How I discovered I was a stock photo

Discovering you’ve unwittingly made your way onto TV or into the background of an online photo is often a pleasant surprise for many.

Some will even gloat among friends and family about their blossoming onscreen career, albeit tongue-in-cheek, but not all people share the same enthusiasm.

One Queensland man is now wondering, with growing concern, just how his image became plastered across the internet.

Brisbane’s William Stopford, 27, has become a feature in images spread across the web after he was snapped sitting down, speaking on his phone without his knowledge and permission.

William Stopford was puzzled when his friend told him he had popped up in a photo advertising a hotel he had never been to. Source: Supplied

With the help of Yahoo7 News, Mr Stopford has decided enough is enough and it’s time to get to the bottom of just how his image appeared across the globe.

Discovering his image online

He first came across his newfound fame earlier this year when a bemused friend messaged him about a hotel she was looking to stay at in the US.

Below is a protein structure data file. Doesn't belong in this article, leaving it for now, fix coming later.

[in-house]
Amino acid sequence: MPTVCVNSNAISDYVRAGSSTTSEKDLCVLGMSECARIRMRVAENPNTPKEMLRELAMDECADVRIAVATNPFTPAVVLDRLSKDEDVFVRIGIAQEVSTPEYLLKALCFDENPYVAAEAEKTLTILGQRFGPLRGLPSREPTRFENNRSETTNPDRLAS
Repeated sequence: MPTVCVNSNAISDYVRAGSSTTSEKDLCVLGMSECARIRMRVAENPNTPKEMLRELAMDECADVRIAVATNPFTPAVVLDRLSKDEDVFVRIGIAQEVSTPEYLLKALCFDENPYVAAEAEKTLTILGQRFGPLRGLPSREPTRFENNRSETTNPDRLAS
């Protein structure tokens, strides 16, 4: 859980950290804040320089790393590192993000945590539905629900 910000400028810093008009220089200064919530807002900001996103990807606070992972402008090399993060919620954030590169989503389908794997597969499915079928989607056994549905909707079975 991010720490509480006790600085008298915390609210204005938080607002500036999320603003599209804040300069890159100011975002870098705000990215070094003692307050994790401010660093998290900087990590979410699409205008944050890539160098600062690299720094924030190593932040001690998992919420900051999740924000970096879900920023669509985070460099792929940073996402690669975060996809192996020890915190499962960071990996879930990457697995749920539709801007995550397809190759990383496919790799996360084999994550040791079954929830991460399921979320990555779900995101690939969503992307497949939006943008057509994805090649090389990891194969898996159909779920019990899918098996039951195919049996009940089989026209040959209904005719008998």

“I got a message from my old housemate saying she was looking at the website for Hotel Moxy in Seattle and in the lobby photo there was me,” Mr Stopford told Yahoo7 News.

He says the superimposed image of himself on a sofa at the hotel was baffling considering he had never been to Seattle but, despite his initial curiosity, he thought nothing more of it.

The 27-year-old was seen sitting in the hotel lobby despite having never been to Seattle. Source: Ankrom Moisan

But just weeks later, Mr Stopford received another message from a different friend saying his photo had popped up again – this time superimposed into a train’s carriage along with other random people in an artist’s impression.

“It was a rendering … it’s the exact same photo,” he revealed.

The image was used to promote a new fleet of trains in NSW and was used by a handful of news outlets online.

Mr Stopford, a content writer, began to browse through old photos from friends and family, but to no avail. He could not find the image.

Weeks later, he popped up in a completely different image on a train. Source: NSW Transport

Judging by the clothes he was wearing, he managed to narrow the time it was taken to around 2014 when he was living in New York. Yet he still had no clue as where it was taken, saying it could have been “literally anywhere”.